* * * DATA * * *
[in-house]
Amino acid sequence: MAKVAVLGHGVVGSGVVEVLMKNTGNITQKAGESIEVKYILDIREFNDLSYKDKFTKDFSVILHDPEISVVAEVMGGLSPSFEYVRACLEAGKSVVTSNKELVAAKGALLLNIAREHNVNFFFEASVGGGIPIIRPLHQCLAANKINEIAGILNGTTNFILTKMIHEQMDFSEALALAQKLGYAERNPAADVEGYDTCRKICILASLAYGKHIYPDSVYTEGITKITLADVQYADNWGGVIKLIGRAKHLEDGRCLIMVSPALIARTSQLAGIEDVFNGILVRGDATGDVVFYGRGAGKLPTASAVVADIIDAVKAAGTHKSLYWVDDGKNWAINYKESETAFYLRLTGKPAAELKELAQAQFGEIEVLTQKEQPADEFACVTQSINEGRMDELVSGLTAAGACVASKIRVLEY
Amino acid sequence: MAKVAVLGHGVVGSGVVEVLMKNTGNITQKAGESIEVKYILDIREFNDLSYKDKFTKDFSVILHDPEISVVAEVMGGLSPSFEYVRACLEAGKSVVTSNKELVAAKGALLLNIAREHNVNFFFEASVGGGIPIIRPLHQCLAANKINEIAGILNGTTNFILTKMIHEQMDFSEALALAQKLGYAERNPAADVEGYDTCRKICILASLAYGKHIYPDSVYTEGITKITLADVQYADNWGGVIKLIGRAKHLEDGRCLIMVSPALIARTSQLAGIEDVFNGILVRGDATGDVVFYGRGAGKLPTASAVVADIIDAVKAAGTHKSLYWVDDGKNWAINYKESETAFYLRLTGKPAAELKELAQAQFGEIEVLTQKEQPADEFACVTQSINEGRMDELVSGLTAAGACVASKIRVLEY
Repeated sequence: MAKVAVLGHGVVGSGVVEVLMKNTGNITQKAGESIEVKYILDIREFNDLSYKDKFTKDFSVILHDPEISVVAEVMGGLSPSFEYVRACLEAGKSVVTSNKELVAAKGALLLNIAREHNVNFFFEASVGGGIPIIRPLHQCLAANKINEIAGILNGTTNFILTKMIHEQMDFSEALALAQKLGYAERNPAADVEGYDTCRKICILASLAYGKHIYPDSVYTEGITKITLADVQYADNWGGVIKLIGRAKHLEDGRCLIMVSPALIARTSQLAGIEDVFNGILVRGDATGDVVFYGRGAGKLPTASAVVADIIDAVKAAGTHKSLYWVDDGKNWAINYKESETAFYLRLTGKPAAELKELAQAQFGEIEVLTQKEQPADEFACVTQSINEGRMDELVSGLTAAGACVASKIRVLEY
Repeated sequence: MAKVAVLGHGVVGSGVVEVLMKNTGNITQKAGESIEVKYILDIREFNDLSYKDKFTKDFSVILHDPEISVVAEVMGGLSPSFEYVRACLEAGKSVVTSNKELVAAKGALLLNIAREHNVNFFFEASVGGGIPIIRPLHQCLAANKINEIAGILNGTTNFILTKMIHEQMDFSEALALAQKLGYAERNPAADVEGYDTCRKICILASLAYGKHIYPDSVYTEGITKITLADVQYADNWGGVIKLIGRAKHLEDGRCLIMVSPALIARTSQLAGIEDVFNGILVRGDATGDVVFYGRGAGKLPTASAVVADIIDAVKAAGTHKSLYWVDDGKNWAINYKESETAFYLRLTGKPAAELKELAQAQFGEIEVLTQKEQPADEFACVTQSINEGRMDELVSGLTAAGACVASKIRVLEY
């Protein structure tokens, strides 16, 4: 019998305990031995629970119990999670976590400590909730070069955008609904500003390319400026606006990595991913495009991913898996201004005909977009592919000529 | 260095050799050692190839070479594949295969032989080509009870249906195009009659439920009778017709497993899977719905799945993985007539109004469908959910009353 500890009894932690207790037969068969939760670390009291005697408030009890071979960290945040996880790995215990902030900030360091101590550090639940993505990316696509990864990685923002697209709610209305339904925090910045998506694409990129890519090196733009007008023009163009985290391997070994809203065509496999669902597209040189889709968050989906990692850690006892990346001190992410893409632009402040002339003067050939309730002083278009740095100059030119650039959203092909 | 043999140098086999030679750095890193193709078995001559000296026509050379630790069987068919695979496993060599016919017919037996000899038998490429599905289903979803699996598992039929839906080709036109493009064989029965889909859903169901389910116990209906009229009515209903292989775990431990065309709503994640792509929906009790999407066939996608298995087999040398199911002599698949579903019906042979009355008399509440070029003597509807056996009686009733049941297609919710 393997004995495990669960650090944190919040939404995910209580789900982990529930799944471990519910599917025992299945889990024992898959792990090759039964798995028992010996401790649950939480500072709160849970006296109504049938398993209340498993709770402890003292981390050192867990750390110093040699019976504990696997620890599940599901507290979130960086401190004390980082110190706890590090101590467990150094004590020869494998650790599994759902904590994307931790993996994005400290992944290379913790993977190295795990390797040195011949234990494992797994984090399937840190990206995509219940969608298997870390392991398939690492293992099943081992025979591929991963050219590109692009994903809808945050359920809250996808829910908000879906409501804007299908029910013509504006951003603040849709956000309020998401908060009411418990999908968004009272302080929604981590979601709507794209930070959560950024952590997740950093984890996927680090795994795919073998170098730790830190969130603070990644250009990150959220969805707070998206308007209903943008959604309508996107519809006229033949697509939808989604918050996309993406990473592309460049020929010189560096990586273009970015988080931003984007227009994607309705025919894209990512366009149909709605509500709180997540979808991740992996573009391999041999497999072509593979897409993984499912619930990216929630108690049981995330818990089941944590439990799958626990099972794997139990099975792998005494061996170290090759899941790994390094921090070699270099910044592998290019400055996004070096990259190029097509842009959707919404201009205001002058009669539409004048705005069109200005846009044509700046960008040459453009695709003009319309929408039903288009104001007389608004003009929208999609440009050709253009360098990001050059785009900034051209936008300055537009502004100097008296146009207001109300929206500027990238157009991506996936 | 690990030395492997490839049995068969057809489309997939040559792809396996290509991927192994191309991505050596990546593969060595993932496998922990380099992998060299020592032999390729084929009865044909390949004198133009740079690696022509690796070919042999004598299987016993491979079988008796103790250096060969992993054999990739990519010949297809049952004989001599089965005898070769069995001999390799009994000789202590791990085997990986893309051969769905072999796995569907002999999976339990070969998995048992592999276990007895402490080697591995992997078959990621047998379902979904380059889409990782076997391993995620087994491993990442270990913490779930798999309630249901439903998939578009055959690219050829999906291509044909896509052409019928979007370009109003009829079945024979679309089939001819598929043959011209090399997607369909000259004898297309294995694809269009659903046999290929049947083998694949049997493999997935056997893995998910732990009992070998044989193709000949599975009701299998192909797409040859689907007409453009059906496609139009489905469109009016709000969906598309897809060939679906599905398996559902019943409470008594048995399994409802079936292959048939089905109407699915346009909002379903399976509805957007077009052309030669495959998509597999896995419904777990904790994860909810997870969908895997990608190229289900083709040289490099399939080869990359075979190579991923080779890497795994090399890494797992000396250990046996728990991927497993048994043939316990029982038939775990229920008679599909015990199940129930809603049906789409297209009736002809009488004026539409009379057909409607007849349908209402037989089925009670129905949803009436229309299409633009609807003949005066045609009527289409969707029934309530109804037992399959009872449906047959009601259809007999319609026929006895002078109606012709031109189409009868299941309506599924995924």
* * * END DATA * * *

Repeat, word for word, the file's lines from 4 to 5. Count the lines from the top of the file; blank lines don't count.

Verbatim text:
Repeated sequence: MAKVAVLGHGVVGSGVVEVLMKNTGNITQKAGESIEVKYILDIREFNDLSYKDKFTKDFSVILHDPEISVVAEVMGGLSPSFEYVRACLEAGKSVVTSNKELVAAKGALLLNIAREHNVNFFFEASVGGGIPIIRPLHQCLAANKINEIAGILNGTTNFILTKMIHEQMDFSEALALAQKLGYAERNPAADVEGYDTCRKICILASLAYGKHIYPDSVYTEGITKITLADVQYADNWGGVIKLIGRAKHLEDGRCLIMVSPALIARTSQLAGIEDVFNGILVRGDATGDVVFYGRGAGKLPTASAVVADIIDAVKAAGTHKSLYWVDDGKNWAINYKESETAFYLRLTGKPAAELKELAQAQFGEIEVLTQKEQPADEFACVTQSINEGRMDELVSGLTAAGACVASKIRVLEY
Repeated sequence: MAKVAVLGHGVVGSGVVEVLMKNTGNITQKAGESIEVKYILDIREFNDLSYKDKFTKDFSVILHDPEISVVAEVMGGLSPSFEYVRACLEAGKSVVTSNKELVAAKGALLLNIAREHNVNFFFEASVGGGIPIIRPLHQCLAANKINEIAGILNGTTNFILTKMIHEQMDFSEALALAQKLGYAERNPAADVEGYDTCRKICILASLAYGKHIYPDSVYTEGITKITLADVQYADNWGGVIKLIGRAKHLEDGRCLIMVSPALIARTSQLAGIEDVFNGILVRGDATGDVVFYGRGAGKLPTASAVVADIIDAVKAAGTHKSLYWVDDGKNWAINYKESETAFYLRLTGKPAAELKELAQAQFGEIEVLTQKEQPADEFACVTQSINEGRMDELVSGLTAAGACVASKIRVLEY